Greil Marcus is the author of The Shape of Things to Come: Prophecy and the American Voice, Lipstick Traces, and other books; with Werner Sollors he is the editor of A New Literary History of America. In recent years he has taught at the University of California at Berkeley, Princeton University, the New School University, and the University of Minnesota. He was born in San Francisco and lives in Berkeley.

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Table of Contents

Introduction vii

A Note on Method xxiii

Part I

I The Stammering Century 3

II A Stormer of Heaven 13

III Times of Refreshing 36

IV Gasper River 51

V The New Eden- 69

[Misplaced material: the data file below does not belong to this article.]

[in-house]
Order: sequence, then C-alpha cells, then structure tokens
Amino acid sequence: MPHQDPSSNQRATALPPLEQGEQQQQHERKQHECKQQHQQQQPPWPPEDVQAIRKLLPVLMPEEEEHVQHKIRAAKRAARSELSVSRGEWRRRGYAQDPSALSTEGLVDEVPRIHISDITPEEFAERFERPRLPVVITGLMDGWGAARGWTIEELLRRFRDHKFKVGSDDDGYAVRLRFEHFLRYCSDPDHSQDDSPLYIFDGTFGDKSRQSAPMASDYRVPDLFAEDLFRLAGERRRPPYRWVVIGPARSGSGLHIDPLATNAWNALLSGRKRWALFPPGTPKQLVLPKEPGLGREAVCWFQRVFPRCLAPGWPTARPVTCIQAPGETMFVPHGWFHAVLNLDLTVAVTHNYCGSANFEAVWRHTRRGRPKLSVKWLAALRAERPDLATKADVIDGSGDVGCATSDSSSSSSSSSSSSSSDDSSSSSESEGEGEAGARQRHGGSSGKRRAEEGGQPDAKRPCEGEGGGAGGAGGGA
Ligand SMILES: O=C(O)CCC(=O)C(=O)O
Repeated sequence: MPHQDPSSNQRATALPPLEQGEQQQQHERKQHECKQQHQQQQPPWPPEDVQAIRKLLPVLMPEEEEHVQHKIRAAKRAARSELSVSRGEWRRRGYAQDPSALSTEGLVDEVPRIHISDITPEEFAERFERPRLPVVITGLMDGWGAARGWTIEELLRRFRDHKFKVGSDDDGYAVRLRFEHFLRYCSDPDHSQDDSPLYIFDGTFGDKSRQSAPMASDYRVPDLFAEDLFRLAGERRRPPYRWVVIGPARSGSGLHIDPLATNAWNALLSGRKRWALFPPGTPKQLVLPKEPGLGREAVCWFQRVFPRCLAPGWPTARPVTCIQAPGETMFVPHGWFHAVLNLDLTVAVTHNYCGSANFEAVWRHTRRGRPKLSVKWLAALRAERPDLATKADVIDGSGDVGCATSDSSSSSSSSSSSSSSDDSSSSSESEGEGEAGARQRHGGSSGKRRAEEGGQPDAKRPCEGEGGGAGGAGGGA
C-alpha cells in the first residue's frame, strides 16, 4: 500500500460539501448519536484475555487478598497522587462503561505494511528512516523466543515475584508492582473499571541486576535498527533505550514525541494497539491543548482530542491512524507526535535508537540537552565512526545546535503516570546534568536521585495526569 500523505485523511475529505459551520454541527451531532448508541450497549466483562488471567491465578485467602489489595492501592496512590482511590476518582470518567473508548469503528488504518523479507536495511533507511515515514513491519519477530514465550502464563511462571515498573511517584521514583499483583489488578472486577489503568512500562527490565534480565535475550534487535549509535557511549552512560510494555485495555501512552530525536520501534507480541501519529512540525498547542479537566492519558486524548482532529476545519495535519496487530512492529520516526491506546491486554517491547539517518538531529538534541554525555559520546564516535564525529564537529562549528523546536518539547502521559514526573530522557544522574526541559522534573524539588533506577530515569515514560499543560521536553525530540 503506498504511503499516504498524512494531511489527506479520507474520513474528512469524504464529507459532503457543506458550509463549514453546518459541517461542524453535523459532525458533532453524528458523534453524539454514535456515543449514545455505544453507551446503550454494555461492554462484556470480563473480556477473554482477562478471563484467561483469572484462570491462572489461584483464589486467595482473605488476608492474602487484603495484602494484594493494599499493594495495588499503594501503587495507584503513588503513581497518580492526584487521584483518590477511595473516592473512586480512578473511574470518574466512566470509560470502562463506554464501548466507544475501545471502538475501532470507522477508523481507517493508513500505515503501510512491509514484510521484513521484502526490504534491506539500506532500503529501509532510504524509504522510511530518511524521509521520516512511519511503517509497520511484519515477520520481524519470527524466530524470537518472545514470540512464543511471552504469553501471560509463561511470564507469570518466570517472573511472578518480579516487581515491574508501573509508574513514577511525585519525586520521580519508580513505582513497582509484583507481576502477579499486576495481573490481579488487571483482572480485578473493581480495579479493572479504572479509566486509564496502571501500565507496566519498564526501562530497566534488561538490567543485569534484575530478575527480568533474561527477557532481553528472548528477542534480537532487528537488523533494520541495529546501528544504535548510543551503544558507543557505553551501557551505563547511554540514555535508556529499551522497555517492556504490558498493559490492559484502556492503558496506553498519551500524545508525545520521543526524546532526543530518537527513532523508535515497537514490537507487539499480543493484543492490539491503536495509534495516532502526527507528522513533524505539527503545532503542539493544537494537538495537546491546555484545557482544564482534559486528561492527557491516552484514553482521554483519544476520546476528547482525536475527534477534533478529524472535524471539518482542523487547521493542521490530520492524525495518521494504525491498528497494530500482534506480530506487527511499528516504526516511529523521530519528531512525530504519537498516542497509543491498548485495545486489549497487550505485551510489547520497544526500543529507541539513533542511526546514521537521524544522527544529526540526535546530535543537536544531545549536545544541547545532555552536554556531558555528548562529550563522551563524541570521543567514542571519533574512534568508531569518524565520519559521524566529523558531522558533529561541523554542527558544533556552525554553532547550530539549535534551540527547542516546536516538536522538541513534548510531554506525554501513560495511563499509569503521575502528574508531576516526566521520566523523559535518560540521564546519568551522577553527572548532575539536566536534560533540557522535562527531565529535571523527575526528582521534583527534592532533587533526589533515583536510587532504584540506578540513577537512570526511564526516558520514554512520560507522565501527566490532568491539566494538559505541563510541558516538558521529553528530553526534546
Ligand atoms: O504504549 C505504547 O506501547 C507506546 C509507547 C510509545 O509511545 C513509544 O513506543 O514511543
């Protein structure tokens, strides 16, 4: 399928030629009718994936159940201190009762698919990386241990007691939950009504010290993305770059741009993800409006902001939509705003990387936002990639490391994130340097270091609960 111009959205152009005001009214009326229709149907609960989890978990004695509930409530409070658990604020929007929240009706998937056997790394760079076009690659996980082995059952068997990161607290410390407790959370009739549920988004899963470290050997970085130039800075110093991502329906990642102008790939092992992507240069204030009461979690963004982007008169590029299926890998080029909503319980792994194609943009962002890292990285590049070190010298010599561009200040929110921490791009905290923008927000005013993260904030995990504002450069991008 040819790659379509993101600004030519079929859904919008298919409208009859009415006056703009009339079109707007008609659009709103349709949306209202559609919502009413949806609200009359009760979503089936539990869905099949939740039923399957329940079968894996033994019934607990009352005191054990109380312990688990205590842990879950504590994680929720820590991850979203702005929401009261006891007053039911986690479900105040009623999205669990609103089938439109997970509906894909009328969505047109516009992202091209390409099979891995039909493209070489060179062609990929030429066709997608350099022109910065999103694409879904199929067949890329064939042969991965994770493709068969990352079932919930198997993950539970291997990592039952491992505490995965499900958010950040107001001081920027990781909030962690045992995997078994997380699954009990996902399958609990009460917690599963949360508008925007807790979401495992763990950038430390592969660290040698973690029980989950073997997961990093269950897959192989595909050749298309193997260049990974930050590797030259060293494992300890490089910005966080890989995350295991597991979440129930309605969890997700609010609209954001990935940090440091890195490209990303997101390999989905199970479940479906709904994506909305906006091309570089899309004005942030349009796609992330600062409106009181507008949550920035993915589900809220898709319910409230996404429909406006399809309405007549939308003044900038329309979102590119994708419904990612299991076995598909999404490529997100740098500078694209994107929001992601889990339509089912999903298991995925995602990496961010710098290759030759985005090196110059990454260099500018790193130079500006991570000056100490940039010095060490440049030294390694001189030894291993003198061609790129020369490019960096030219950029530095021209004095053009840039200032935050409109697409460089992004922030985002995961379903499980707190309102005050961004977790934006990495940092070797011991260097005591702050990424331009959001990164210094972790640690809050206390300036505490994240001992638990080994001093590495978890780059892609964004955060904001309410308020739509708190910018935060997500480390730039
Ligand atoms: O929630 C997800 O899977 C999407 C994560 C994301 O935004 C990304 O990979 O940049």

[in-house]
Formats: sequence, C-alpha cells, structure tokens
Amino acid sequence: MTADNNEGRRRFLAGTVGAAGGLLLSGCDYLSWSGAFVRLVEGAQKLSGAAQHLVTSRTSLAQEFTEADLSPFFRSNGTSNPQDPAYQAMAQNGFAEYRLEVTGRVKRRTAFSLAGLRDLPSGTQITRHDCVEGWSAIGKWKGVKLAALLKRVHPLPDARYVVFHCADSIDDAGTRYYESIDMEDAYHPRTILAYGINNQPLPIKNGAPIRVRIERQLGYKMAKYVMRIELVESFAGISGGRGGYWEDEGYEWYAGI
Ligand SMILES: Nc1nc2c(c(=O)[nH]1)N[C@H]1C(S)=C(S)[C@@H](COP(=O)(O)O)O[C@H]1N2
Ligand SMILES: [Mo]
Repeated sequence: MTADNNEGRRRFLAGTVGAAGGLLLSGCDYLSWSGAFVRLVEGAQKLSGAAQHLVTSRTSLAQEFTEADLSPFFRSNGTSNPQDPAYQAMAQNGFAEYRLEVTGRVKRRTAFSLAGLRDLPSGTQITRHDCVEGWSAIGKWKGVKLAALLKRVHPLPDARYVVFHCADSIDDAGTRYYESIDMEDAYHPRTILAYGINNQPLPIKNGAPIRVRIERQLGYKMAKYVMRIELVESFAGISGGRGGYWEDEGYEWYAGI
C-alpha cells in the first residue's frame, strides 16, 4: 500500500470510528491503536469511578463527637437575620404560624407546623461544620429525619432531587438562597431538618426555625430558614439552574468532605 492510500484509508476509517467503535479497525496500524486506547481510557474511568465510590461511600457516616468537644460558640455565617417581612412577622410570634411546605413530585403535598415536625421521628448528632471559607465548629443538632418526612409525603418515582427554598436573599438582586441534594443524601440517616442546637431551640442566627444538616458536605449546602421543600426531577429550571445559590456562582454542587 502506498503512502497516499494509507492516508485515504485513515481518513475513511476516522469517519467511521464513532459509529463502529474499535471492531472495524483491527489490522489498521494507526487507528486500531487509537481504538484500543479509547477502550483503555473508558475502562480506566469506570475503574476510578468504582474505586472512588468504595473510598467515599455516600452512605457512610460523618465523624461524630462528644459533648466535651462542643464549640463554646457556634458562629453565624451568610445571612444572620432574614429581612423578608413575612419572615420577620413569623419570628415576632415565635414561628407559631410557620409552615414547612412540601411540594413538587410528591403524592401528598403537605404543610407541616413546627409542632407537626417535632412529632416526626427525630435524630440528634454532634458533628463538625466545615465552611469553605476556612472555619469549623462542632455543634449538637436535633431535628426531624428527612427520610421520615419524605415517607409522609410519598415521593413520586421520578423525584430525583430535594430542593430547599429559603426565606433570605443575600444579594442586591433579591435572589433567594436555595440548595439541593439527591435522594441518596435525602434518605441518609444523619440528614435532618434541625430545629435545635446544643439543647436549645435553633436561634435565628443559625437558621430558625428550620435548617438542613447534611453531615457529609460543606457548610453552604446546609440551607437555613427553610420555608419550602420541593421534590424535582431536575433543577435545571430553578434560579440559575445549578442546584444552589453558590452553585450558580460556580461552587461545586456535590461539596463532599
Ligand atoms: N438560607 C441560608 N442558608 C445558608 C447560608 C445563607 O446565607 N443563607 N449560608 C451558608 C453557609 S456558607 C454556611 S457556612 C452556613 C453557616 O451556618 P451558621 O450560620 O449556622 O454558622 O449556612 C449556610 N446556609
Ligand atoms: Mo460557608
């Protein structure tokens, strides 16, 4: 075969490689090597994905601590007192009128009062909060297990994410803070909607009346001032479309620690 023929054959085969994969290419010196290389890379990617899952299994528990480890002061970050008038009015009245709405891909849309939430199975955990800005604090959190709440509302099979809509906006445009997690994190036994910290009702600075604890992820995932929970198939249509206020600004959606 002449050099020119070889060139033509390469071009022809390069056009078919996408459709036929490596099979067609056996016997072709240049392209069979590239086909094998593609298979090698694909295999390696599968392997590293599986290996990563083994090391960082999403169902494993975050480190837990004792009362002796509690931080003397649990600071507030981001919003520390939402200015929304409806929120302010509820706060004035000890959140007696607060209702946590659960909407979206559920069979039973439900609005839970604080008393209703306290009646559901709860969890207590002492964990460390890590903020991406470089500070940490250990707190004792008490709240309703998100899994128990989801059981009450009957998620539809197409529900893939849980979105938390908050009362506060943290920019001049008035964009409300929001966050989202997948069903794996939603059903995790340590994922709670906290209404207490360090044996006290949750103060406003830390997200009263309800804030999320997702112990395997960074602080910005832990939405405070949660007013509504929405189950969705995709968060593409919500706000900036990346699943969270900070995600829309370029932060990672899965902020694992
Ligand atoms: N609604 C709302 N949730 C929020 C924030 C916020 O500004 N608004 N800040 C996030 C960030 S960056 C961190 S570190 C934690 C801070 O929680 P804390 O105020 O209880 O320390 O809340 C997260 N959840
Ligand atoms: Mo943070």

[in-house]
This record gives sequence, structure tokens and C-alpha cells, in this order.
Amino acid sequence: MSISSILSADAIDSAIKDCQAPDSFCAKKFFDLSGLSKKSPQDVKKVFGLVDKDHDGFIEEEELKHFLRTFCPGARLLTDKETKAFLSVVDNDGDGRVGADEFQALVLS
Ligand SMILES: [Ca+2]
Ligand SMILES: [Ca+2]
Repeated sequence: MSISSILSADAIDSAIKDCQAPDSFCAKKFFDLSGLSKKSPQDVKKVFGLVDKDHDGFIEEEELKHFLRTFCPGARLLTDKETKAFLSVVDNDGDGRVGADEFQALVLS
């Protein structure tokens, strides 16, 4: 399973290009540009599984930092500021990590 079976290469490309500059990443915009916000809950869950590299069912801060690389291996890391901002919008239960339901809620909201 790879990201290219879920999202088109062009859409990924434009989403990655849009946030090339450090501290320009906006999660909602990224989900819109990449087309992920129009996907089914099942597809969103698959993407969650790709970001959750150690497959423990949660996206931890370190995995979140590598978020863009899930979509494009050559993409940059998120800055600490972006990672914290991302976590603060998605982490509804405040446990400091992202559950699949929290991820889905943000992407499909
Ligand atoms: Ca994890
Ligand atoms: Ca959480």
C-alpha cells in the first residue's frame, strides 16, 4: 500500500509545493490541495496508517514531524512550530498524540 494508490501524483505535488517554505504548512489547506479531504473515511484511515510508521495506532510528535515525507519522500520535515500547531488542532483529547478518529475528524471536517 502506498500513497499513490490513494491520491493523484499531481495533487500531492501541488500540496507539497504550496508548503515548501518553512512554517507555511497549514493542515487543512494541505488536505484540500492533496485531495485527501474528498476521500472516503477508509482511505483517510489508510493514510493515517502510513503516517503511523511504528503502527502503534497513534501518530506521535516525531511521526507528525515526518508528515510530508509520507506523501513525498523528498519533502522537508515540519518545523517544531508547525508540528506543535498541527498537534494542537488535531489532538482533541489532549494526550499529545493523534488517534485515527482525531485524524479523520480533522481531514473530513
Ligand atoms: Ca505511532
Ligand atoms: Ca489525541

VI -And the Old Adam 81

VII Winners of Souls 93

VIII A Messianic Murderer 117

IX The New Soul 133

X The Perfect Communist 157

XI Reformer and Radical 199

XII An Apostle of the Newness 207

XIII Sweetness and Light 227

XIV A Saint 239

XV The Winsome Heart 249

XVI A Moral Hijacker 273

XVII Some Women Reformers 279

Part II

XVIII "The Coming of the Prophets" 295

XIX The Forerunners 299

XX The Business of Prophecy 321

XXL The Good News from Rochester 331

XXII Northbound Horses 348

XXIII The Path to Nothing 366

XXIV Christian Science 376

XXV The Kingdom of God in Chicago 389

XXVI The Complex of Radicalism 402

Sources 412

Index 413